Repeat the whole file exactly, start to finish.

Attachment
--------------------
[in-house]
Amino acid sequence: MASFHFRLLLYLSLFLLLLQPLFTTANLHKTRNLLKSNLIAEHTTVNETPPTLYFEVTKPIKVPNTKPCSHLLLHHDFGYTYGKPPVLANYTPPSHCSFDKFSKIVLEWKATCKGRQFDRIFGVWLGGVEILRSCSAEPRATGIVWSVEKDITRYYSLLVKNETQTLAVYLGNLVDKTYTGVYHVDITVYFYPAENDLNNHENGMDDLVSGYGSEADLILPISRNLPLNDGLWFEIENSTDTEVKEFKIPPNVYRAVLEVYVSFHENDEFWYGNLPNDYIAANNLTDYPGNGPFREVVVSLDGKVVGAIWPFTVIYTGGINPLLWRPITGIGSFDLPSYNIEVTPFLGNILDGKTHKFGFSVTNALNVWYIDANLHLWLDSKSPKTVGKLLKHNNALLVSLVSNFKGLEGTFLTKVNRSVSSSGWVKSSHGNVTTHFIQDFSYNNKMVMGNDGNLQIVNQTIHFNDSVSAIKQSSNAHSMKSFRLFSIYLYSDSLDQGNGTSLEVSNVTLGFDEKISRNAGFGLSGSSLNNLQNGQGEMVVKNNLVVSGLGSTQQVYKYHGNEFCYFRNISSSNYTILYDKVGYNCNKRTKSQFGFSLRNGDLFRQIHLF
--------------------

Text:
[in-house]
Amino acid sequence: MASFHFRLLLYLSLFLLLLQPLFTTANLHKTRNLLKSNLIAEHTTVNETPPTLYFEVTKPIKVPNTKPCSHLLLHHDFGYTYGKPPVLANYTPPSHCSFDKFSKIVLEWKATCKGRQFDRIFGVWLGGVEILRSCSAEPRATGIVWSVEKDITRYYSLLVKNETQTLAVYLGNLVDKTYTGVYHVDITVYFYPAENDLNNHENGMDDLVSGYGSEADLILPISRNLPLNDGLWFEIENSTDTEVKEFKIPPNVYRAVLEVYVSFHENDEFWYGNLPNDYIAANNLTDYPGNGPFREVVVSLDGKVVGAIWPFTVIYTGGINPLLWRPITGIGSFDLPSYNIEVTPFLGNILDGKTHKFGFSVTNALNVWYIDANLHLWLDSKSPKTVGKLLKHNNALLVSLVSNFKGLEGTFLTKVNRSVSSSGWVKSSHGNVTTHFIQDFSYNNKMVMGNDGNLQIVNQTIHFNDSVSAIKQSSNAHSMKSFRLFSIYLYSDSLDQGNGTSLEVSNVTLGFDEKISRNAGFGLSGSSLNNLQNGQGEMVVKNNLVVSGLGSTQQVYKYHGNEFCYFRNISSSNYTILYDKVGYNCNKRTKSQFGFSLRNGDLFRQIHLF